While many US readers are used to albums being released on Tuesdays, several record industry heavyweights are working on selecting a universal release date to crack down on digital piracy. The music industry is hoping to adopt Friday as its global street release date starting a year from now, in July 2015.

Several major labels, along with the International Federation of the Phonographic Industry (IFPI) and the Recording Industry Association of America (RIAA) have sources concluding the date change is already a done deal, but there are still some companies who refuse to budge.

"This global streetdate is necessary for the industry but unfortunately it will be awkward for the physical retailers to change their ways of doing business," says one label executive. "Now, they could have two-thirds of their sales in one day," which would impact retail operation.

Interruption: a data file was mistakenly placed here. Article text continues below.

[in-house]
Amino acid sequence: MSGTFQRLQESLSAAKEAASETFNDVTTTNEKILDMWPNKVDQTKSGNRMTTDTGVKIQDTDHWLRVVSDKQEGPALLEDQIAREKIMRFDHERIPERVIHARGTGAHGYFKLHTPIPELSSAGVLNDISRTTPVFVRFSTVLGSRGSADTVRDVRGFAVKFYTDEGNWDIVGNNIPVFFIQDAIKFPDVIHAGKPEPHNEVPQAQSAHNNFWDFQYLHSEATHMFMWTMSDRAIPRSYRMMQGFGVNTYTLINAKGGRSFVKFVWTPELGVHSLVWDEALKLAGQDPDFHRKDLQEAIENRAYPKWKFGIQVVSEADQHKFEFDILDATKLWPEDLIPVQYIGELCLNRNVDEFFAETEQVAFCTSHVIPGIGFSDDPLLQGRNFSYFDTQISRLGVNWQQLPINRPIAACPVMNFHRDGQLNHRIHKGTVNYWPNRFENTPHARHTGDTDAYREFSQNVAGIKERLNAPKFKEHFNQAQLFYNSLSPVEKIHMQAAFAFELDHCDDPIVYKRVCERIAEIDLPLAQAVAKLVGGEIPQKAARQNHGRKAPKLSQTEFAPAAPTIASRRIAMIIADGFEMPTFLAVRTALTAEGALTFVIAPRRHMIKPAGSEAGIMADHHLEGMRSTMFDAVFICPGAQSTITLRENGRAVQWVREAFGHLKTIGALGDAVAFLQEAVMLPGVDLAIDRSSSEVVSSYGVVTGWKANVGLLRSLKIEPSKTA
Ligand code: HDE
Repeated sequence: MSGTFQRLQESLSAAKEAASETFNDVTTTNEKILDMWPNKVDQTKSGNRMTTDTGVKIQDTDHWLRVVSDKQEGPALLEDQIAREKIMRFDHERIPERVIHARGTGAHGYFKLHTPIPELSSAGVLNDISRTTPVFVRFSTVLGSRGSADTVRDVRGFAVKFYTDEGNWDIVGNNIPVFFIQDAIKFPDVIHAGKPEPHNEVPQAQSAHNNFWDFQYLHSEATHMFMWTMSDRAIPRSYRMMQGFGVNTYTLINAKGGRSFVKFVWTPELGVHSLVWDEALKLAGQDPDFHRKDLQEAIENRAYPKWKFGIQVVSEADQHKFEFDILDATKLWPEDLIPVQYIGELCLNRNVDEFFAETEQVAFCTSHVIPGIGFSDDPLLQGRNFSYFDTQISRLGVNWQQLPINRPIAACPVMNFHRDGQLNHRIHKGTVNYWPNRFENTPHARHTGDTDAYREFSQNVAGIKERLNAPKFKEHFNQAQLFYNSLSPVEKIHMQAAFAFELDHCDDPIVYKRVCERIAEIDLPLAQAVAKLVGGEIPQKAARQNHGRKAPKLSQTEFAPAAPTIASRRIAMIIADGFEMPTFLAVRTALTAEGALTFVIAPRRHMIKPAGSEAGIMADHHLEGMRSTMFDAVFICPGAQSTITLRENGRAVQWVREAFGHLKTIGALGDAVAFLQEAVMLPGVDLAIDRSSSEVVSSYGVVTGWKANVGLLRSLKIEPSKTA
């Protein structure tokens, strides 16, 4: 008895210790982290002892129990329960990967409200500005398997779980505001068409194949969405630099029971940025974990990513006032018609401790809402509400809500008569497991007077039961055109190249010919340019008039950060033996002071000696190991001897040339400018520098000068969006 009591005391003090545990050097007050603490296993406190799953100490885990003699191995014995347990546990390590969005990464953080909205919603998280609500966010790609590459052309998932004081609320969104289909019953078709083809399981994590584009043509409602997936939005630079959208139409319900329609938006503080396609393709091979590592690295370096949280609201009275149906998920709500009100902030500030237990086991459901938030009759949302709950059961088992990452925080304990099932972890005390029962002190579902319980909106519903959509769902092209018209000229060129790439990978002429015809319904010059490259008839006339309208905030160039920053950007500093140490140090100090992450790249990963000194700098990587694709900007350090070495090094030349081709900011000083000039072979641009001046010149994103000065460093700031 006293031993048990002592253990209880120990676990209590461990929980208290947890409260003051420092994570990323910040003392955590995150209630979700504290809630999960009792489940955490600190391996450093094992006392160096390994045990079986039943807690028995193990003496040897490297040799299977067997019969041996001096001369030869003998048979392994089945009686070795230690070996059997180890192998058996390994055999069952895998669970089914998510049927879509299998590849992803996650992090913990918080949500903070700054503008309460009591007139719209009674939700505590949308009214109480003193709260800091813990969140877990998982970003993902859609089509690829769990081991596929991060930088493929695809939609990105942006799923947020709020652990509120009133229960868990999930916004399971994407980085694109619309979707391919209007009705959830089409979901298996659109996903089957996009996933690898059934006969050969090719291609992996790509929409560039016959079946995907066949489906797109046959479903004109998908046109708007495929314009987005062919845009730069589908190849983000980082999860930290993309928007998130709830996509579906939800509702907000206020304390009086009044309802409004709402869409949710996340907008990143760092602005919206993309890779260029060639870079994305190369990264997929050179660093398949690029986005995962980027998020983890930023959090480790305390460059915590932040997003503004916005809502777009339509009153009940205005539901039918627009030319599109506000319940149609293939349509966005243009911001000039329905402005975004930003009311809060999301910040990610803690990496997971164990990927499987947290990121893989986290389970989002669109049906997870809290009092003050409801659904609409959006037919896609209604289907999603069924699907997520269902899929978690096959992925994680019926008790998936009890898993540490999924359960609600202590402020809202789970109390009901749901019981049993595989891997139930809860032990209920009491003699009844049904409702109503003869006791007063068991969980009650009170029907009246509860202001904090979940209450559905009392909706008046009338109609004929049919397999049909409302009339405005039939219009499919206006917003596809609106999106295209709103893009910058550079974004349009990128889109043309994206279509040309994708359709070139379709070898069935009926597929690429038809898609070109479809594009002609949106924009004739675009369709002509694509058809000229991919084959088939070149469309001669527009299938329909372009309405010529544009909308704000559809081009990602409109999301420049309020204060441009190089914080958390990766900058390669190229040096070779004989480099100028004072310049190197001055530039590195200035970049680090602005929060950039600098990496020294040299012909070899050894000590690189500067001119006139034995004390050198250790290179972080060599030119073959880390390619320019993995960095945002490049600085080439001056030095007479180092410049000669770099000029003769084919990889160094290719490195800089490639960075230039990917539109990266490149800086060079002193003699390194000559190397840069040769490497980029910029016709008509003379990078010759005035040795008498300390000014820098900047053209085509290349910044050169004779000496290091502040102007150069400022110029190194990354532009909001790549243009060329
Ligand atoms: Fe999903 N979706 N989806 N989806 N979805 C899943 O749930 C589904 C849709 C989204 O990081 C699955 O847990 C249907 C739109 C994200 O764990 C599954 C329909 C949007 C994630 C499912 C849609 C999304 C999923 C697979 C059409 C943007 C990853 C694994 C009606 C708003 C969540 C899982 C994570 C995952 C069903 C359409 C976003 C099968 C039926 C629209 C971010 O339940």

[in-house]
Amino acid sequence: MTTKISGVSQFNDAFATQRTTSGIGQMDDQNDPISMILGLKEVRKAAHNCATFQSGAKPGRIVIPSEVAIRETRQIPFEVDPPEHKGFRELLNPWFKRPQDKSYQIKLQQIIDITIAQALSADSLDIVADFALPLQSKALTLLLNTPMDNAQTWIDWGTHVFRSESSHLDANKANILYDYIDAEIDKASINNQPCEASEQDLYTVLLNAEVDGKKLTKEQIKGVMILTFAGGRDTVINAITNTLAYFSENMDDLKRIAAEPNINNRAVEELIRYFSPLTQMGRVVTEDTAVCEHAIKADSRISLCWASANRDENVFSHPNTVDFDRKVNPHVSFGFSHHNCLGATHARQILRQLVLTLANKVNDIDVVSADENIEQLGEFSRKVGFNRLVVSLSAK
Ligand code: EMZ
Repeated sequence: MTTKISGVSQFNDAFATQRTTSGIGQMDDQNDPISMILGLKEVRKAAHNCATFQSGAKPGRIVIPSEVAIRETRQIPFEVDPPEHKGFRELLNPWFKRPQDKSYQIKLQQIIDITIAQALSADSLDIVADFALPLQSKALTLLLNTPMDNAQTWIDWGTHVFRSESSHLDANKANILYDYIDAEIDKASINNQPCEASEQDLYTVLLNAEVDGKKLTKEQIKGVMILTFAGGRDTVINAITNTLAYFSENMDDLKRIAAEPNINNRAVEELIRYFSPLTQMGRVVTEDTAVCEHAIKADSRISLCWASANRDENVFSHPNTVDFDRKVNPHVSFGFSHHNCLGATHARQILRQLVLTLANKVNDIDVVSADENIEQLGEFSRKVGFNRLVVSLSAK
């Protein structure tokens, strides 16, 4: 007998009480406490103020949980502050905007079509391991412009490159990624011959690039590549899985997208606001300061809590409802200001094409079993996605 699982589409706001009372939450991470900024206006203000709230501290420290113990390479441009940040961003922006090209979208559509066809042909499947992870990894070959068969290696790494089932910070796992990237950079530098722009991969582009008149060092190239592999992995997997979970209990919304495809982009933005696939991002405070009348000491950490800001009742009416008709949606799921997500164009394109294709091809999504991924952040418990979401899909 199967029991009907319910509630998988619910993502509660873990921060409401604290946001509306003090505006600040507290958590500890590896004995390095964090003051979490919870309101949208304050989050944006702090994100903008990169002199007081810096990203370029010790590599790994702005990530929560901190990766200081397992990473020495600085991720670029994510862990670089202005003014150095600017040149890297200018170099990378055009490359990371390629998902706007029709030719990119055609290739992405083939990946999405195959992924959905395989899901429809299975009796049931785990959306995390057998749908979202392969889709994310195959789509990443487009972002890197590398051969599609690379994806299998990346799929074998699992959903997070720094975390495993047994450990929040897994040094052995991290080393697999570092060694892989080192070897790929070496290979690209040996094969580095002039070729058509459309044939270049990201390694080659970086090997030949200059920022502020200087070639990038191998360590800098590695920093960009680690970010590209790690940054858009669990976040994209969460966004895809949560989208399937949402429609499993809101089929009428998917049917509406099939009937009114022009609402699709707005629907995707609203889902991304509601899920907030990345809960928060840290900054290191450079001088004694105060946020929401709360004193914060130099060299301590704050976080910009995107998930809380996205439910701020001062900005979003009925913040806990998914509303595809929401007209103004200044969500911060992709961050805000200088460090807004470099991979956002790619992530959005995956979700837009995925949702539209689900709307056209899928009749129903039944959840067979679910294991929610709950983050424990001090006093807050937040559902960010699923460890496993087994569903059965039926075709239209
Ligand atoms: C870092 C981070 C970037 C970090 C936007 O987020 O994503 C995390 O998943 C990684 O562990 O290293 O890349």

"Its a smart move," said Trans World Entertainment chairman and CEO Robert J. Higgins to Billboard. "When we have a music or video title come out on a Friday, we have done better sales over the two week-period that we would do with a Tuesday street date."

With varying release dates comes a higher chance of piracy for those countries who's street date trails that country. Consumers are more likely to illegally download music for free if they can acquire it at an earlier release time than what's expected in their country. If the global release date is adopted, many changes will have to be made to accommodate Friday as its official date, including music charts, entertainment software, and of course retailing distribution.


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